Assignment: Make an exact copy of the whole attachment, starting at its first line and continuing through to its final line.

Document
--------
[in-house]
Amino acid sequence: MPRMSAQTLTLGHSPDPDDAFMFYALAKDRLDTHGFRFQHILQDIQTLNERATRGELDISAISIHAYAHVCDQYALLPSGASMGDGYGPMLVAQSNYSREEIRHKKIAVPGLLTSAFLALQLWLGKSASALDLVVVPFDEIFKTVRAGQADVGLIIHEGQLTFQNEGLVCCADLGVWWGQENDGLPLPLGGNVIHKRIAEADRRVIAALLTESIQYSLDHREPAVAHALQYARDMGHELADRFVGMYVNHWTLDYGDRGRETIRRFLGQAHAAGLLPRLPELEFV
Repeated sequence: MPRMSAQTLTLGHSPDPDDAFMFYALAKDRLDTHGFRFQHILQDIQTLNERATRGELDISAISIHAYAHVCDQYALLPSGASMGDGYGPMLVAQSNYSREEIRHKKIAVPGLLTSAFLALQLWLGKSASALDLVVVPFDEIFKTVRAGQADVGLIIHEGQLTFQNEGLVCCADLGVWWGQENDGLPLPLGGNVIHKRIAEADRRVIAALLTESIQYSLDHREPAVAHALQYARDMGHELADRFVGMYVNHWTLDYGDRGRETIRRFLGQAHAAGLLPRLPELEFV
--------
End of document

[in-house]
Amino acid sequence: MPRMSAQTLTLGHSPDPDDAFMFYALAKDRLDTHGFRFQHILQDIQTLNERATRGELDISAISIHAYAHVCDQYALLPSGASMGDGYGPMLVAQSNYSREEIRHKKIAVPGLLTSAFLALQLWLGKSASALDLVVVPFDEIFKTVRAGQADVGLIIHEGQLTFQNEGLVCCADLGVWWGQENDGLPLPLGGNVIHKRIAEADRRVIAALLTESIQYSLDHREPAVAHALQYARDMGHELADRFVGMYVNHWTLDYGDRGRETIRRFLGQAHAAGLLPRLPELEFV
Repeated sequence: MPRMSAQTLTLGHSPDPDDAFMFYALAKDRLDTHGFRFQHILQDIQTLNERATRGELDISAISIHAYAHVCDQYALLPSGASMGDGYGPMLVAQSNYSREEIRHKKIAVPGLLTSAFLALQLWLGKSASALDLVVVPFDEIFKTVRAGQADVGLIIHEGQLTFQNEGLVCCADLGVWWGQENDGLPLPLGGNVIHKRIAEADRRVIAALLTESIQYSLDHREPAVAHALQYARDMGHELADRFVGMYVNHWTLDYGDRGRETIRRFLGQAHAAGLLPRLPELEFV